The scale of use of children for vaccine trials is much greater than was first thought, writes Conall Ó Fátharta
The fact is that the picture now emerging is now far more disturbing than that which compelled the then Fianna Fáil-led government to refer the matter for investigation by the Commission to Inquire into Child Abuse (CICA) in 2000.
Before that inquiry was halted following a 2002 Supreme Court ruling, GlaxoSmithKline (GSK) had confirmed just three trials in the 1960s and 1970s using over 250 children. We now know there were at least five trials in this period — the fifth exposed today by the Irish Examiner.
Indeed, recent revelations have shown that, far from carrying out just four vaccine trials on children in care here, Wellcome (now GlaxoSmithKline) sponsored trials in Ireland now span almost half a century — involving dozens of institutions and thousands of children.
The records released to CICA by GSK have now been returned to the company. The commission retained no copies. Yet, no questions have been answered.
Why are victims finding out about new trials now — through the press? Why did the short-lived inquiry not know a fourth and fifth trial had occurred?
Why did the report of Inter-Departmental Group on Mother and Baby Homes published this year still refer only to three vaccine trials — when a fourth was admitted in 2011 and the 1930-1935 trials of a Burroughs Wellcome vaccine for diphtheria carried out on 2,000 children in residential institutions were uncovered by Michael Dwyer of UCC’s School of History just a month before its publication?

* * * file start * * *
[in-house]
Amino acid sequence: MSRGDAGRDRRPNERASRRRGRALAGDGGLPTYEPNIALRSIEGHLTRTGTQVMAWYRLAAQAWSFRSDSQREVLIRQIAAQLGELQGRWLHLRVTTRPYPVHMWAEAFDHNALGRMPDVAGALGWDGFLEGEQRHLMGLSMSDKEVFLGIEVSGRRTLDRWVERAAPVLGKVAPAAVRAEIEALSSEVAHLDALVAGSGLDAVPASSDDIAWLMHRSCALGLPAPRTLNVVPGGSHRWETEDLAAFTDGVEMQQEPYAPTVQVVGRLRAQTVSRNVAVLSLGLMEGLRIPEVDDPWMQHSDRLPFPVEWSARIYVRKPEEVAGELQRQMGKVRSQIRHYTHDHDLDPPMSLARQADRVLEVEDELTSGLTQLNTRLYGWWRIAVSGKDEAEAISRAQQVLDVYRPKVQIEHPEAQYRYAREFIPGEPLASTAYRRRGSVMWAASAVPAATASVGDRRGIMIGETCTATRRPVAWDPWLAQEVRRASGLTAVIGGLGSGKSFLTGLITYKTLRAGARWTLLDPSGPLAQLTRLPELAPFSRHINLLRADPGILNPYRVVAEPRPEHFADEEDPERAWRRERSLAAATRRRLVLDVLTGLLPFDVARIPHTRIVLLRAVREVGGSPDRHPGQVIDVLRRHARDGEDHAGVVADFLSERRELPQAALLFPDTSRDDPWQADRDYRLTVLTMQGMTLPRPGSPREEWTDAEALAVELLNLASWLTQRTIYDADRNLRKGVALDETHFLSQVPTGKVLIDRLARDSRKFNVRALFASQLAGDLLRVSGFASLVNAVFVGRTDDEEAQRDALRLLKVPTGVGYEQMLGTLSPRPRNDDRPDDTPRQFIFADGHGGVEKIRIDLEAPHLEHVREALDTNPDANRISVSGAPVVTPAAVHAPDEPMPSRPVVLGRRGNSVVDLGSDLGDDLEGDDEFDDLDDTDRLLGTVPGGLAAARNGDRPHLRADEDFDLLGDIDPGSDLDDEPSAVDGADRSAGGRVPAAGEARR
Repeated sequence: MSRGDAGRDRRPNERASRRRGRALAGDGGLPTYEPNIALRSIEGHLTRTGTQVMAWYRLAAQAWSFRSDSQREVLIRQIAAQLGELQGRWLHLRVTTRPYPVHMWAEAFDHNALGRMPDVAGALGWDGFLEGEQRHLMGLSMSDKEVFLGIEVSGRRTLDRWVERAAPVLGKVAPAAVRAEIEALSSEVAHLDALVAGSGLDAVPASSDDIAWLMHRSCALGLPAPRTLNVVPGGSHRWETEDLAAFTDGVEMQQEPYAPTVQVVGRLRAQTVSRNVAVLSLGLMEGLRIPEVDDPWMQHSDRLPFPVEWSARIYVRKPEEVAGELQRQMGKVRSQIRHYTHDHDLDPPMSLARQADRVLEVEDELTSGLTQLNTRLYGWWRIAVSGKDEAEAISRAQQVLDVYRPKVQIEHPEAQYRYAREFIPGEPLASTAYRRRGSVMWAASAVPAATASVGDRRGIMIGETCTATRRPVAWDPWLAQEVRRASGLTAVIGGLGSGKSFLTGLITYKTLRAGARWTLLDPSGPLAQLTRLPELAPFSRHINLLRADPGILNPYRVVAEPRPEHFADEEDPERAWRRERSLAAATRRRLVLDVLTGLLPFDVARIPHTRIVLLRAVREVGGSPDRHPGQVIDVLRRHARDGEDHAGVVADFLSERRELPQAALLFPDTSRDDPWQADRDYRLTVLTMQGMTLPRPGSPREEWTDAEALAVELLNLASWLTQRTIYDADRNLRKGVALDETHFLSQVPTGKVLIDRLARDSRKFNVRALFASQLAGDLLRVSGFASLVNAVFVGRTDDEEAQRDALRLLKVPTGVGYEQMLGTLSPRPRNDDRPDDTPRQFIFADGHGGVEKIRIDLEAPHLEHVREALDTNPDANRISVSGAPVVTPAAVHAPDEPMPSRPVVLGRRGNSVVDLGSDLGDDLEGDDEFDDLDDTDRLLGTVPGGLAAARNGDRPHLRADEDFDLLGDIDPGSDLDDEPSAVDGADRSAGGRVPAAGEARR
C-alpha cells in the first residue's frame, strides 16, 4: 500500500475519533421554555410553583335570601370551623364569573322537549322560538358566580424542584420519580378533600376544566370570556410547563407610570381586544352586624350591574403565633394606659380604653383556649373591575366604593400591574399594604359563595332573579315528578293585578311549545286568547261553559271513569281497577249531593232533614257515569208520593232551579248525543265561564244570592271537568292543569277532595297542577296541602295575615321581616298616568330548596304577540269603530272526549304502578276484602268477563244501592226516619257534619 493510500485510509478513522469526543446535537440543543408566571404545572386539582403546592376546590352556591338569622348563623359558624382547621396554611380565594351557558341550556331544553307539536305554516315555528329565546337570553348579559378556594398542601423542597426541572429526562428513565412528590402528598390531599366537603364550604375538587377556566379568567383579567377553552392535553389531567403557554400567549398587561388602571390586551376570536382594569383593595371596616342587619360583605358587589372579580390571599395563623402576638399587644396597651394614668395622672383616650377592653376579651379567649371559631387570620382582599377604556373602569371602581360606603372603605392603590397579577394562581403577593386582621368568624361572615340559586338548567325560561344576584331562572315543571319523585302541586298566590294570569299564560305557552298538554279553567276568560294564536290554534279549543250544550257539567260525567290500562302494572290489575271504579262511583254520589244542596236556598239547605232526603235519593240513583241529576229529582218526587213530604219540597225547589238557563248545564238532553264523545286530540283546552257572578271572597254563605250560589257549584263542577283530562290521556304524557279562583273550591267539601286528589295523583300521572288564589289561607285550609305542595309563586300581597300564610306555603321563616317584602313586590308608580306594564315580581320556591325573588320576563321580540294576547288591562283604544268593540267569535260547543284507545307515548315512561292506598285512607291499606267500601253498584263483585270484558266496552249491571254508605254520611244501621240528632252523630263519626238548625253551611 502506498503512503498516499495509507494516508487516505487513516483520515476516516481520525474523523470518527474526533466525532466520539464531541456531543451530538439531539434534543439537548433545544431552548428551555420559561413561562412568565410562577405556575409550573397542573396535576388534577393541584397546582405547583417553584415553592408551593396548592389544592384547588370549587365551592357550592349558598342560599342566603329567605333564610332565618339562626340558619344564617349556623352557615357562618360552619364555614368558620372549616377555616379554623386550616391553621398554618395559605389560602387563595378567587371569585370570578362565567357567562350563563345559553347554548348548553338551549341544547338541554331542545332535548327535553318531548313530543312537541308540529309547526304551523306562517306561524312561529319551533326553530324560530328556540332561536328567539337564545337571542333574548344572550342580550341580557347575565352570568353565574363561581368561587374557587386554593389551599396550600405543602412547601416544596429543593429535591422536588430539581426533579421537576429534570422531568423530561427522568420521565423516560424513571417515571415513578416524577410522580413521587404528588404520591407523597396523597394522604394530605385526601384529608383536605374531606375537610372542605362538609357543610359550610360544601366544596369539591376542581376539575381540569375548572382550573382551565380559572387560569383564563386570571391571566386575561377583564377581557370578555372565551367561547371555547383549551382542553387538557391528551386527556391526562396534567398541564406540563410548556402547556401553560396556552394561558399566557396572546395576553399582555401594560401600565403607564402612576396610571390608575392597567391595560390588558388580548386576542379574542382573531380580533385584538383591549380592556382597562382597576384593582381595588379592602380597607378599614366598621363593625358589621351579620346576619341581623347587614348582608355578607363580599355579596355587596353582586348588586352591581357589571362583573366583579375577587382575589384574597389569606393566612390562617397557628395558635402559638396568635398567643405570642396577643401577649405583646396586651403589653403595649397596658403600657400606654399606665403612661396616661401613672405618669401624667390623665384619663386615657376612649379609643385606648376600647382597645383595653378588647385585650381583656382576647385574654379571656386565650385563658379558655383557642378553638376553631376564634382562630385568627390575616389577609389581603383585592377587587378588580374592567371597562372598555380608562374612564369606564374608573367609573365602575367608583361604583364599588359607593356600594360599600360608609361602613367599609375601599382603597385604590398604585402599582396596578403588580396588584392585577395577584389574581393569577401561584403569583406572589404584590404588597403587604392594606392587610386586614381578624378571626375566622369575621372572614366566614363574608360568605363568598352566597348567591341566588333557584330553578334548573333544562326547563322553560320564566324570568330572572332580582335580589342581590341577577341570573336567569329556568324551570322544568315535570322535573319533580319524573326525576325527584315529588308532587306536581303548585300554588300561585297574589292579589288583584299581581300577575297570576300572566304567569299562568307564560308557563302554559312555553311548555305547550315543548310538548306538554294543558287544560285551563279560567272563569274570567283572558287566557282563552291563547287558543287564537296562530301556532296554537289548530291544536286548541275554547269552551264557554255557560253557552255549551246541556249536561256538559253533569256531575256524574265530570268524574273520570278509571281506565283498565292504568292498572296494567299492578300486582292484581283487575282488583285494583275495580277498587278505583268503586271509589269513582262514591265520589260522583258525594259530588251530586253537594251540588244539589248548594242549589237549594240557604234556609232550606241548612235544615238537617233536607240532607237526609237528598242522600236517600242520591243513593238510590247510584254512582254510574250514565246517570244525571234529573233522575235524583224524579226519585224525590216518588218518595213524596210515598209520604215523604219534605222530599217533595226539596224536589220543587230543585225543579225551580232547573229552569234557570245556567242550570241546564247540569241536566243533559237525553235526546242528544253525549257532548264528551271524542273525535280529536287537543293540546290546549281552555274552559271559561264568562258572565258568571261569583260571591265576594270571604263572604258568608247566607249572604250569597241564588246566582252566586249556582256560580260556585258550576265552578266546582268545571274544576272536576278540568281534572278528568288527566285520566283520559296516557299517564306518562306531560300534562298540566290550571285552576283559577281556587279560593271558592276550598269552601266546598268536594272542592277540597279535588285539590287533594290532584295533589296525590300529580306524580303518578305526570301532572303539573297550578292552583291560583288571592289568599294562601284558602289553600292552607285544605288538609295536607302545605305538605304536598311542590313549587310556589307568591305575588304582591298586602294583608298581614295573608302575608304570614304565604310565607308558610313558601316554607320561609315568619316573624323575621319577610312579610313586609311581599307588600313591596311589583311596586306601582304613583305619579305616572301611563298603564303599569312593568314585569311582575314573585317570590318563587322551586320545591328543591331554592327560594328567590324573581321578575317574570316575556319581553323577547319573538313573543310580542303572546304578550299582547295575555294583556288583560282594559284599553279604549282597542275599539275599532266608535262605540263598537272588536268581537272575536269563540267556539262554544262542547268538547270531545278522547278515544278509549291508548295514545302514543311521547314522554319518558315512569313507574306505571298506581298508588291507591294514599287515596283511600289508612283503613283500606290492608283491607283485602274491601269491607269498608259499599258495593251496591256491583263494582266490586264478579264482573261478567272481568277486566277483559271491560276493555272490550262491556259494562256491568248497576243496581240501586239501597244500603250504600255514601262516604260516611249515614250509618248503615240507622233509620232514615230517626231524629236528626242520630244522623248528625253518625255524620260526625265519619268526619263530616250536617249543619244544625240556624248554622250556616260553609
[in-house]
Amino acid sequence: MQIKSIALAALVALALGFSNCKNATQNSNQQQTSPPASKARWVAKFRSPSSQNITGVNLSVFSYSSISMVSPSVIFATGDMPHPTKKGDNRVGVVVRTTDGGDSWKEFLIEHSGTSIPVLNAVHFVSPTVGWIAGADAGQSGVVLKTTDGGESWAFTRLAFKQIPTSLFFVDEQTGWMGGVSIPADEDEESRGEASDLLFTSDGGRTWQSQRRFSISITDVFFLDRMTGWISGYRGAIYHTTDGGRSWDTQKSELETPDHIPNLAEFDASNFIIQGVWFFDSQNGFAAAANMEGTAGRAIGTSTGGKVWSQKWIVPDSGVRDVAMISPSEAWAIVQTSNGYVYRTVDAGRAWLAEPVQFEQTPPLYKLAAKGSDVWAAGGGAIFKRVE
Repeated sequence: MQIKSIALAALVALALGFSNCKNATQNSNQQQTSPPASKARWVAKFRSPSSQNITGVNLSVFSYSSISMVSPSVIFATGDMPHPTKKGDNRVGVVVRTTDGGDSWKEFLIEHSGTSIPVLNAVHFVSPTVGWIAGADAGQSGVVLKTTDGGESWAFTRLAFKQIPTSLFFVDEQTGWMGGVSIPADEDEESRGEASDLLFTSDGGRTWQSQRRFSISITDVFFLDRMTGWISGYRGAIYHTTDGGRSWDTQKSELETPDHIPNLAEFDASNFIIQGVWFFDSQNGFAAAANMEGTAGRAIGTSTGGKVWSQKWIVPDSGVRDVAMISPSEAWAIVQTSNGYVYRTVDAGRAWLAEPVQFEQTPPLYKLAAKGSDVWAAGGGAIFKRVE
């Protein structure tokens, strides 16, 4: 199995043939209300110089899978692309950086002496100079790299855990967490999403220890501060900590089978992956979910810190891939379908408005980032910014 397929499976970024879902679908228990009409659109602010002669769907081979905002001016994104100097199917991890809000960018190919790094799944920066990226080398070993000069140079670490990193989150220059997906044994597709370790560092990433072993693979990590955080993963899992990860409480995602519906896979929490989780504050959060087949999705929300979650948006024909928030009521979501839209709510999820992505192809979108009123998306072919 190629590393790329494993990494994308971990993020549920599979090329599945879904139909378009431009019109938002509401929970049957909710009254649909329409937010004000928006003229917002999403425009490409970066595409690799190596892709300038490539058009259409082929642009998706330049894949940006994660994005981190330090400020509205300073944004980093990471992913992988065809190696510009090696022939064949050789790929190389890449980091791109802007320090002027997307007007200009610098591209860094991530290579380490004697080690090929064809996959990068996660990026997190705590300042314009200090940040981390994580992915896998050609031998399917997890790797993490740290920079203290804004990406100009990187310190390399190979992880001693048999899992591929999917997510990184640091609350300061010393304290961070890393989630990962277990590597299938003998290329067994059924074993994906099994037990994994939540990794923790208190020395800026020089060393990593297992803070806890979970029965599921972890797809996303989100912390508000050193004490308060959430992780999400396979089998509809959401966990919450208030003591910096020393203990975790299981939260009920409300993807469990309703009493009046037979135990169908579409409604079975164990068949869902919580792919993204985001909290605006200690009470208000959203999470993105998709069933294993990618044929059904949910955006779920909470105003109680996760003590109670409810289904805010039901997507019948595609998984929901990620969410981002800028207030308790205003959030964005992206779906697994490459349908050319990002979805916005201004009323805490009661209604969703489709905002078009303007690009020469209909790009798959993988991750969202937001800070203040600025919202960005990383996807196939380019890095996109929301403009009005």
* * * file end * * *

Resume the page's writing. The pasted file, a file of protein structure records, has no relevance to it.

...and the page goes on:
Nor did it mention the 1965 trial of a 5-in-1 vaccine carried out on Philip Delaney at Bessborough mother-and-baby home in Cork. Why did this report claim a total of 123 children in institutional settings were used in the first three acknowledged trials when, in fact, 180 children were used?
The revelation that vaccine trials were carried out on children in mother-and-baby homes and other institutional settings first hit the headlines in the early 1990s.
Questions were raised in the Dáil on the subject, but it wasn’t until 1997 that then health minister Brian Cowen gave assurances that the matter would be examined.
In 2000, the Kiely report confirmed that three trials had been conducted on behalf of the pharmaceutical company the Wellcome Foundation. The institutions involved were Wellcome Laboratories in Britain, the Department of Medical Microbiology in UCD, and the Eastern Health Board.
The first trial took place between December 1960 and November 1961 in four Mother and Baby Homes — St Patrick’s on the Navan Road in Dublin (14 children), Bessborough in Cork (25 children), Castlepollard in Westmeath (six children), and Dunboyne (nine children). Four children from Stamullen baby home in Meath were also used for this trial.